Yesterday I chummed my other half to a BBC Comedy Writers’ Workshop at Potterow.  I wouldn’t describe myself as a comedy writer per se, but book nine is down as being humour and any help is welcome.  I’m not sure what it will entail – probably pictures of animals with whimsical captions.

It being a rainy Tuesday, the event was only about 2/3 full.  It took place in a tent with a lovely star cloth ceiling which kept getting lighter and dimmer on a constant loop and there were also chandeliers, because the beeb likes to spend our license fee on grandeur.

Unfortunately we arrived right as the names of the panel were being read out, so I don’t know exactly who they all were.  Hopefully this high quality iPhone picture will help you to identify, from left to right: a writer called John who started out by sending a couple of sketches to producers he liked, Caroline who commissions stuff for Radio 4, Sarah Millican, James Cary, Jane who is from some sort of production company, and one of the guys who is in charge of Newsjack

Broadly speaking Newsjack man was overseeing things, so he started by getting Sarah Millican to explain what she likes about doing radio as opposed to stand up.  “It makes me more creative with language,” she said, “because you can’t swear as much.  I also like the collaborative side of sending something off to be checked over.  I just want help, essentially.”

He then moved on to James Cary, who has written series including Think the Unthinkable and Hut 33, as well as material for various comedians.  He pointed out that the two are quite separate, but if you are going down the route of writing for other people (which is how a lot of comedy writers start out) you have to be aware they know what works for them, and will in all likelihood reject half your jokes on the grounds they can’t make it work.  In such situations you just need to churn stuff out and don’t take rejection personally.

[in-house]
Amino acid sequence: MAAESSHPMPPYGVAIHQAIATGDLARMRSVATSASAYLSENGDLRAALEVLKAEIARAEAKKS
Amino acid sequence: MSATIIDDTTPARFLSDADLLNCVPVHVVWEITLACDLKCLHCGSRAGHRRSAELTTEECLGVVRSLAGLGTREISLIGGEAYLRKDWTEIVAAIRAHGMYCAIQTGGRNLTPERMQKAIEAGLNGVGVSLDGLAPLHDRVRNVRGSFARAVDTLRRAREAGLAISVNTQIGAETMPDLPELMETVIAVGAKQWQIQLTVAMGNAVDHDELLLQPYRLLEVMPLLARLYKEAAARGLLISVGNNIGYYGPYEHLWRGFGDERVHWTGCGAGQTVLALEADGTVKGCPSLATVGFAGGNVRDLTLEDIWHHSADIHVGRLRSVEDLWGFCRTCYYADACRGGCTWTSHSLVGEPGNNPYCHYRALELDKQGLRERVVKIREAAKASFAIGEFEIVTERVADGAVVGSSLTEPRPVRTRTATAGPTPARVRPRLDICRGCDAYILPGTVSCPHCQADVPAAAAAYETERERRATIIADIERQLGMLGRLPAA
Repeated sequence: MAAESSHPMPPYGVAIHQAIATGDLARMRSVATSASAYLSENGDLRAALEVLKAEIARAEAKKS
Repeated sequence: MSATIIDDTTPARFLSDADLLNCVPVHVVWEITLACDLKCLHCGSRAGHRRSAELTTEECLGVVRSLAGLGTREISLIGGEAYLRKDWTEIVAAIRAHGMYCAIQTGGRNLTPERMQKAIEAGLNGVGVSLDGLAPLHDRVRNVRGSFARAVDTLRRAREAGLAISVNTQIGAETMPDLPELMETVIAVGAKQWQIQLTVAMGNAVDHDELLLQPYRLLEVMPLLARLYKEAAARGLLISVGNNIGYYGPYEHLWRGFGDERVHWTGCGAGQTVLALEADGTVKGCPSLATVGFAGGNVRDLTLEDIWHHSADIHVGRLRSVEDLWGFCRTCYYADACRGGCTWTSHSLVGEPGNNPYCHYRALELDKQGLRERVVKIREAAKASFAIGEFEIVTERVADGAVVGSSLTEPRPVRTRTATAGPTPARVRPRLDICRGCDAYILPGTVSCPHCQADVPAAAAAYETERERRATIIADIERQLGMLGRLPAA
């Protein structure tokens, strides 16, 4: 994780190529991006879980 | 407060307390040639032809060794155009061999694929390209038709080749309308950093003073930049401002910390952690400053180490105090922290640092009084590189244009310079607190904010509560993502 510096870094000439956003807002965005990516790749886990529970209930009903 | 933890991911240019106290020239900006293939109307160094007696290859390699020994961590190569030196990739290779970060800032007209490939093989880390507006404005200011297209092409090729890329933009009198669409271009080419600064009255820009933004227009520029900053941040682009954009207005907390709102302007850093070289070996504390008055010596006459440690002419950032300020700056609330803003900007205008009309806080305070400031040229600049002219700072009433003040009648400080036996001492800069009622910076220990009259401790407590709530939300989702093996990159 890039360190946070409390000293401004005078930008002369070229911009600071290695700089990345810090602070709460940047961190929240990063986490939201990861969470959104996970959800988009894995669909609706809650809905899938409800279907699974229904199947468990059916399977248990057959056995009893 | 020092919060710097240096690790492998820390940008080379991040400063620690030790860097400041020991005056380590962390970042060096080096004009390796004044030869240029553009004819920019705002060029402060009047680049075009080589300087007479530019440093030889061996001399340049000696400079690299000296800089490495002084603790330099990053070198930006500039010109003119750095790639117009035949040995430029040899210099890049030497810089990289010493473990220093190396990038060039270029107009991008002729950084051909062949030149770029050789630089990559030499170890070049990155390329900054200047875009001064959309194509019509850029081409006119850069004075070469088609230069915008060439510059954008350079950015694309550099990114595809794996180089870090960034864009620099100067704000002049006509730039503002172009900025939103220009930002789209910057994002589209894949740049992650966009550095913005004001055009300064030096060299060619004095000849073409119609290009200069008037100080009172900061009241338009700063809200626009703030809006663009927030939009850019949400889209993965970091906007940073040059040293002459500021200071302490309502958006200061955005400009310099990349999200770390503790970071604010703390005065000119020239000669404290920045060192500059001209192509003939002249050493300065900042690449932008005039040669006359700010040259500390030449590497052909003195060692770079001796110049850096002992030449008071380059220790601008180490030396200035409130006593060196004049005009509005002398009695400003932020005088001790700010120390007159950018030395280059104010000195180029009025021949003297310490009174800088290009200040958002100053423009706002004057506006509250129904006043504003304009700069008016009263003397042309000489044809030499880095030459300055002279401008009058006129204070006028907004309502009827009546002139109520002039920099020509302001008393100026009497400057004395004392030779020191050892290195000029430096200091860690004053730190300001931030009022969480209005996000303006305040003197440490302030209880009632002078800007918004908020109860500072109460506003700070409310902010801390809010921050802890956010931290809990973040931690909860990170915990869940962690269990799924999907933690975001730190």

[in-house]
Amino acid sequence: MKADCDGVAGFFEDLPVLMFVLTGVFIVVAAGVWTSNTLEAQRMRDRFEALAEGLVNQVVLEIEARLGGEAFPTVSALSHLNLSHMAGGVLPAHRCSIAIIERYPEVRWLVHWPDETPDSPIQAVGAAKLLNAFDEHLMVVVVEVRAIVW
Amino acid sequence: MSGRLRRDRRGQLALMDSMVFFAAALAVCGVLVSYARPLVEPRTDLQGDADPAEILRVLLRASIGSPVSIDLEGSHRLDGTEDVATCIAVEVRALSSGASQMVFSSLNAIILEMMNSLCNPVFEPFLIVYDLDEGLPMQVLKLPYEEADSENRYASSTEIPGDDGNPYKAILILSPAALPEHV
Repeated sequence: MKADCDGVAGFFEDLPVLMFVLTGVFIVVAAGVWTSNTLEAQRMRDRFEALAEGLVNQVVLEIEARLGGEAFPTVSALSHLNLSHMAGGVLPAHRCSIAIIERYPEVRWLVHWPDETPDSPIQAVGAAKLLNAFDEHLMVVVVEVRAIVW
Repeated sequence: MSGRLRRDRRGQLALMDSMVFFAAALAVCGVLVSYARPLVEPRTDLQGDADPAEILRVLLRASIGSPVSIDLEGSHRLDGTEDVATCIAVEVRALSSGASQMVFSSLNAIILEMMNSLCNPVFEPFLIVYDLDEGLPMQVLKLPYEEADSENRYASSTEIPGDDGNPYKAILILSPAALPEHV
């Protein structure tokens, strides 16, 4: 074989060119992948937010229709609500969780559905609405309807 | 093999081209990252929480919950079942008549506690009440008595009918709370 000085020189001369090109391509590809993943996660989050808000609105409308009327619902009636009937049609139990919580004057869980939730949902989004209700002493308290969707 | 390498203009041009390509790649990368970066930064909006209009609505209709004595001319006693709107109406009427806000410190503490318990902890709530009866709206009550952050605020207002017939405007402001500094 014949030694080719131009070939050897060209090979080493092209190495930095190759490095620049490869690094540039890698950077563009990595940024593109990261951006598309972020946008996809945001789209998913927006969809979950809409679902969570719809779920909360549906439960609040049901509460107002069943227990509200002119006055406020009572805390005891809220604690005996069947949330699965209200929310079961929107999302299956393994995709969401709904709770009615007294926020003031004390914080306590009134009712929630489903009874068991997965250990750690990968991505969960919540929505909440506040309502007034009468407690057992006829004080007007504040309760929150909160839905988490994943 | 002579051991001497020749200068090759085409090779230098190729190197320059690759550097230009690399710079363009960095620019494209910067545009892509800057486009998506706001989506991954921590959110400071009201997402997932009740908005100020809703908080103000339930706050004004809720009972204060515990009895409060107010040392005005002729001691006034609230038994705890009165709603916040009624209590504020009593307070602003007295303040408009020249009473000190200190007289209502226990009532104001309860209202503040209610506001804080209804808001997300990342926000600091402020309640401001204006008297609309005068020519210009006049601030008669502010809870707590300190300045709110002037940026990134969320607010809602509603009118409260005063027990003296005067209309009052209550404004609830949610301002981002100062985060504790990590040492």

Then Caroline from Radio 4 explained what she looks for when commissioning new stuff.  Funniness, she says, is not the be all and end all – it has to work in the overall context of the schedule.  She’s ruthless in her efforts to find shows that fit, to the extent that she turned down Flight of the Conchords because she didn’t think they were right for the station.

“I still think that they worked much better on Radio 2 which is where they ended up,” she continues.  “And they moved on pretty quickly, I didn’t halt their career – I’m not that important!”

She went on to give a brief overview of what she looks for to fill the different comedy time slots on Radio 4:

  • 11.30 is the ‘warm bath’ moment where listeners are more likely to want something narrative like a sitcom.  Three days a week they have comedy in this slot, and the other days they have arts features or fiction.
  • 6.30 is the end of the day energy boost show.  It’s a definite switch on moment, she says, and people are switching on for comedy – but equally they’re busy feeding kids and doing other bits and pieces so it’s better to have something to dip in and out of at this time, like a panel show or a sketch show.
  • The late night slot is billed as entertainment rather than comedy.  At this point she is looking for something experimental, to capture the listener’s imagination.

There then followed a lot of chat about researching your audience.  We were advised to listen to everything the station has to offer, from comedy to Women’s Hour, because that’s the only way to know the type of language to use.  This seems kind of obvious to me, but that’s probably because of the amount of research I’ve done on building a freelance journalism career of late.  Writing for yourself works up to a point but if you want to make a living, at some stage you have to target what you’re doing to the audience you’re meant to be doing it for.

Up until this point in proceedings I had assumed most of the audience were writers of some description, but when the floor was opened up to questions I began to doubt it.  The first questioner genuinely couldn’t get her head round the notion of writing something and sending it to a producer for feedback, as John did.

“But Writersroom says you have to send things through them, and you’ll have to wait 4 months before anyone looks at it,” she said plaintively.

“That’s only full scripts,” John said kindly, “I sent off a few different sketches to different people.”

“Off spec?” audience woman was incredulous.  I assume she meant on spec, but you never can tell.

“Yes,” he said.

“But how did you know who to send it to?”

He had already explained this in pretty clear terms, as had most of the rest of the panel – he listened to lots of shows, and sent stuff to the producers of the ones he liked as to open doors shows in the same vein as Newsjack.  Still, he went through it again.

“But how do you get in touch?” she said.